Tips and a Title

I love browsing through cookbooks.  In my own cookbook collection you can tell which recipes are my favorites by which pages are the most stained with food spills.  I also have pencil marks up and down the margins for ingredient quantities, as I usually double or triple recipes when I make them.  
When I am baking cookies, for example, I always make an extra batch to put in the freezer, for those last minute emails from the PTA that I need to bring in baked goods.  When I am making savory dishes, such as soups or pasta, I portion some of the dish directly into individual sized containers, which also go right into the freezer.  These come in extremely handy when my daughter needs to take care of dinner on her own, or when she is so hungry, she can’t wait for what I’m making.  She can heat something up that is homemade and healthy.  They are also great for taking to work for lunch.

I highly recommend keeping a well-stocked freezer, whether you keep kosher or not.  It saves both time and money!  If you make your own convenience meals, by containerizing what you already prepared, you won’t need to buy ready-made items.  My mom actually has a separate freezer in her pantry, which is always stocked with homemade baked goods and staples for baking.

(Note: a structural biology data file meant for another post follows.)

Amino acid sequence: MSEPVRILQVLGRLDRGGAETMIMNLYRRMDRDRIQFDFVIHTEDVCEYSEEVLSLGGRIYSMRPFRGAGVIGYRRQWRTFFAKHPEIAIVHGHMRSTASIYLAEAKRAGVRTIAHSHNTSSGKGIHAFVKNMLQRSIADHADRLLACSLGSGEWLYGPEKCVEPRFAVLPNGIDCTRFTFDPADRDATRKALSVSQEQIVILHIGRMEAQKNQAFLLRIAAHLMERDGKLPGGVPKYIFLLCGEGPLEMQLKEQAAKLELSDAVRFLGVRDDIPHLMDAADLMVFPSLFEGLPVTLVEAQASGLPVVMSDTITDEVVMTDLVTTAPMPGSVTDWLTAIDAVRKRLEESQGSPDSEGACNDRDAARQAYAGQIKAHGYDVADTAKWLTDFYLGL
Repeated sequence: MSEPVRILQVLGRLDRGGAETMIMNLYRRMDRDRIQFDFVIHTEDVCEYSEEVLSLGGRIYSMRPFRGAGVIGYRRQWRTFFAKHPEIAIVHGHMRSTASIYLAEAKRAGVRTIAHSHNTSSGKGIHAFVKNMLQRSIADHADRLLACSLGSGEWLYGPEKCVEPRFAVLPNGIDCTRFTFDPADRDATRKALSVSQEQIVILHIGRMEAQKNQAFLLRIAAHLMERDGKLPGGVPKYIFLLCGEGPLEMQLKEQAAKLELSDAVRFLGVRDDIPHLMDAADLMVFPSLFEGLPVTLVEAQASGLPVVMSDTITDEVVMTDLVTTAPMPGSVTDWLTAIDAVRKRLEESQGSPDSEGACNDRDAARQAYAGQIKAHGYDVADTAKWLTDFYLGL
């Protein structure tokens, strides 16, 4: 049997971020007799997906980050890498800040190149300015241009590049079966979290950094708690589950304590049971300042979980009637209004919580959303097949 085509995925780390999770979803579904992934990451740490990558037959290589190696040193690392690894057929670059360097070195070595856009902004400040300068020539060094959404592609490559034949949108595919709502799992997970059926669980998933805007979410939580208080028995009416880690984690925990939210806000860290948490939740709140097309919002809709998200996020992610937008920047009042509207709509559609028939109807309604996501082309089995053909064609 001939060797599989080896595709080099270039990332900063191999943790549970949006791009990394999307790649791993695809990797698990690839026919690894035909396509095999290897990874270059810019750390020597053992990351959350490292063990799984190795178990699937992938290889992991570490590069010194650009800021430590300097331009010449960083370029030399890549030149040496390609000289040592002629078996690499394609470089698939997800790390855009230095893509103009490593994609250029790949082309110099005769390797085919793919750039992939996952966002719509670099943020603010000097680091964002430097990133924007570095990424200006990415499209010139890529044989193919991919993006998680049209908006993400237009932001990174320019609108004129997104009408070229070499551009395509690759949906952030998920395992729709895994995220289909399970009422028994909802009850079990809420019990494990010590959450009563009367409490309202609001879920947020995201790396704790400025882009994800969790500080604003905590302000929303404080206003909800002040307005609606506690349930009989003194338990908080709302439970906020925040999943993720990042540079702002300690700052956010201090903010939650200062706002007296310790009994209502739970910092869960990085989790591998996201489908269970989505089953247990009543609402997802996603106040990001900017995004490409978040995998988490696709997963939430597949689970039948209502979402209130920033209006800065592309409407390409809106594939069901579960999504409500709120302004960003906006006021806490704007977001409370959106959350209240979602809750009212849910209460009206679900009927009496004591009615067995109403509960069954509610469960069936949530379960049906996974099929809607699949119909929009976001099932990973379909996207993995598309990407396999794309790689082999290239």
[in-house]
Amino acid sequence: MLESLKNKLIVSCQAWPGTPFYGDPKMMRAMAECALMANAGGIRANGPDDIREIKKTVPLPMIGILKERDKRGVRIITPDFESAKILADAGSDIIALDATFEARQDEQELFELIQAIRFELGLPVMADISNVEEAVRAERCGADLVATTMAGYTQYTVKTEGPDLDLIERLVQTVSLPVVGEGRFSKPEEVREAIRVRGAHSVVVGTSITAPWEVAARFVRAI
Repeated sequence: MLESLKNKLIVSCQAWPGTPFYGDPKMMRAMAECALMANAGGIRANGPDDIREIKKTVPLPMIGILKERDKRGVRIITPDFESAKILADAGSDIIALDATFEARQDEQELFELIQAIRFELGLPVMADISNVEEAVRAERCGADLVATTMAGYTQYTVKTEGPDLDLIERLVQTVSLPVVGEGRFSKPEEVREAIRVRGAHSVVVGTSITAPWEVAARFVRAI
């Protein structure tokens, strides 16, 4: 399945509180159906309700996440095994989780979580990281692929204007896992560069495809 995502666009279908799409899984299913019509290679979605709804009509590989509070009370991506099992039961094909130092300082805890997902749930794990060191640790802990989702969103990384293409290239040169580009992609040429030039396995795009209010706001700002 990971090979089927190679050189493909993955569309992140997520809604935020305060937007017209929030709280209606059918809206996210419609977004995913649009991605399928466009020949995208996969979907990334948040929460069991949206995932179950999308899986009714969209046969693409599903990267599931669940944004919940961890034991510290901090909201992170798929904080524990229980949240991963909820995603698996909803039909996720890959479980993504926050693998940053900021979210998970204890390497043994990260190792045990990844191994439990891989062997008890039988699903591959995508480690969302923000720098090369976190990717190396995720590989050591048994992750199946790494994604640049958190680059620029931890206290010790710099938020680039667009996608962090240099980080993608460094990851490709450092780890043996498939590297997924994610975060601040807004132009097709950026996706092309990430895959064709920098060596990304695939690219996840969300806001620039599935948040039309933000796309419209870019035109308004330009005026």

Speaking of stocking the freezer, I saw a comment posted on my “Easy Dinner for a Monday” recipe about having roasted vegetables on hand.  I usually have some sort of vegetables waiting in my freezer, for last-minute dinners that are easy to throw together.  My Market on the Move box from this weekend had close to 20 red and yellow bell peppers in it.  I knew I wouldn’t use all of them in time, so I roasted ten of them, to chop and freeze for future dishes.  I roasted the peppers on a sheet pan at 425 F, for about 15 minutes, turning them periodically.  I put them in a bowl, in the refrigerator, until I had some time to chop and bag them. Chopping and bagging them tonight only took 11 minutes, so it is really not time consuming to prep your own freezer foods!
Having ingredients prepped and ready also makes it easier to try new recipes, knowing that you don’t have to run to the store for twelve different things.  I recently checked out Kosher Revolution from the library.  It’s a beautiful cookbook, with photos, explanations and fresh, new ideas.  Written by Geila Hocherman and Arthur Boehm, Kosher Revolution features recipes that are modern and interesting…it’s not your grandmother’s kosher cookbook!  My mouth is watering looking at the “Fried Pea and Parmesan Ravioli” recipe (page 43) .  
Our pastry chef at Handmaker Jewish Services for the Aging is going to bake the “Peshwari Challah” recipe for our upcoming Tu B’Shevat seder.  It’s a twist on classic challah (no pun intended) with Indian spices in the dough and pistachio-coconut filling (page 190). 
I have renewed Kosher Revolution a few times already, but I’m thinking this needs to part of my well-loved cookbook collection.

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